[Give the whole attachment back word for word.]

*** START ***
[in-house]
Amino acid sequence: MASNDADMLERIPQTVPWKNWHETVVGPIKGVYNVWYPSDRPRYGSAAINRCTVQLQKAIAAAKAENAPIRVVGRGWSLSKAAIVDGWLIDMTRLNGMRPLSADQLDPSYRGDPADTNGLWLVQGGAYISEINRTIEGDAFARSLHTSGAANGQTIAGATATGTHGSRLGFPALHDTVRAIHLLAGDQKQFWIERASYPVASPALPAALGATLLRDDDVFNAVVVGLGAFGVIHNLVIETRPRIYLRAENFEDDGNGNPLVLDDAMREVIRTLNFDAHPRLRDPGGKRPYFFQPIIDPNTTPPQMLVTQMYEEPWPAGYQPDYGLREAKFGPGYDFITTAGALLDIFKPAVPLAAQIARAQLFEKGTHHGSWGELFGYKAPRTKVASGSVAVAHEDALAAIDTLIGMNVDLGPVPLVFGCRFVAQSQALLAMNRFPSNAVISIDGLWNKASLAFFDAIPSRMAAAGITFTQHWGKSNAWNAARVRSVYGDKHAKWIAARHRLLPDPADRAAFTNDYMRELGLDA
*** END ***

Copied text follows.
[in-house]
Amino acid sequence: MASNDADMLERIPQTVPWKNWHETVVGPIKGVYNVWYPSDRPRYGSAAINRCTVQLQKAIAAAKAENAPIRVVGRGWSLSKAAIVDGWLIDMTRLNGMRPLSADQLDPSYRGDPADTNGLWLVQGGAYISEINRTIEGDAFARSLHTSGAANGQTIAGATATGTHGSRLGFPALHDTVRAIHLLAGDQKQFWIERASYPVASPALPAALGATLLRDDDVFNAVVVGLGAFGVIHNLVIETRPRIYLRAENFEDDGNGNPLVLDDAMREVIRTLNFDAHPRLRDPGGKRPYFFQPIIDPNTTPPQMLVTQMYEEPWPAGYQPDYGLREAKFGPGYDFITTAGALLDIFKPAVPLAAQIARAQLFEKGTHHGSWGELFGYKAPRTKVASGSVAVAHEDALAAIDTLIGMNVDLGPVPLVFGCRFVAQSQALLAMNRFPSNAVISIDGLWNKASLAFFDAIPSRMAAAGITFTQHWGKSNAWNAARVRSVYGDKHAKWIAARHRLLPDPADRAAFTNDYMRELGLDA